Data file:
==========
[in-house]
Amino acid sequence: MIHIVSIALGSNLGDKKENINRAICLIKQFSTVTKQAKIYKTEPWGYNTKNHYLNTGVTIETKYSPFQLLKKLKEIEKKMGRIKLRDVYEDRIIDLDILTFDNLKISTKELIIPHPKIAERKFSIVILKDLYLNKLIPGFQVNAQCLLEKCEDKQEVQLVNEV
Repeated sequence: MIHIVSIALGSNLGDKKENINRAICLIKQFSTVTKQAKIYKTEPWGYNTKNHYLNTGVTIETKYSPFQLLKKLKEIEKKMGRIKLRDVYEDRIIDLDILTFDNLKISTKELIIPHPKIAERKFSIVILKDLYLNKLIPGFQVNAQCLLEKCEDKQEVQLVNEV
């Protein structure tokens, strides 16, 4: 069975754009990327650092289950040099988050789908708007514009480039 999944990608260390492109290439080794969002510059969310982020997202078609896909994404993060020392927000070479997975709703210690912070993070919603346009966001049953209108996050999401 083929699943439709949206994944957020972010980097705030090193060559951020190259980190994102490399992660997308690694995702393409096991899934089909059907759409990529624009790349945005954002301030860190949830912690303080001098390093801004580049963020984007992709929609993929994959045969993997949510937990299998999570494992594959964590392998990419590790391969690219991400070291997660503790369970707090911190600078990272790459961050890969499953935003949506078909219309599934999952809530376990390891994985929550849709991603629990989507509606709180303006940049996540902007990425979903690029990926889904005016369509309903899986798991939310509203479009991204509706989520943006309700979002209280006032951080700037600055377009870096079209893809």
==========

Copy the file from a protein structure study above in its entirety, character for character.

[in-house]
Amino acid sequence: MIHIVSIALGSNLGDKKENINRAICLIKQFSTVTKQAKIYKTEPWGYNTKNHYLNTGVTIETKYSPFQLLKKLKEIEKKMGRIKLRDVYEDRIIDLDILTFDNLKISTKELIIPHPKIAERKFSIVILKDLYLNKLIPGFQVNAQCLLEKCEDKQEVQLVNEV
Repeated sequence: MIHIVSIALGSNLGDKKENINRAICLIKQFSTVTKQAKIYKTEPWGYNTKNHYLNTGVTIETKYSPFQLLKKLKEIEKKMGRIKLRDVYEDRIIDLDILTFDNLKISTKELIIPHPKIAERKFSIVILKDLYLNKLIPGFQVNAQCLLEKCEDKQEVQLVNEV
């Protein structure tokens, strides 16, 4: 069975754009990327650092289950040099988050789908708007514009480039 999944990608260390492109290439080794969002510059969310982020997202078609896909994404993060020392927000070479997975709703210690912070993070919603346009966001049953209108996050999401 083929699943439709949206994944957020972010980097705030090193060559951020190259980190994102490399992660997308690694995702393409096991899934089909059907759409990529624009790349945005954002301030860190949830912690303080001098390093801004580049963020984007992709929609993929994959045969993997949510937990299998999570494992594959964590392998990419590790391969690219991400070291997660503790369970707090911190600078990272790459961050890969499953935003949506078909219309599934999952809530376990390891994985929550849709991603629990989507509606709180303006940049996540902007990425979903690029990926889904005016369509309903899986798991939310509203479009991204509706989520943006309700979002209280006032951080700037600055377009870096079209893809």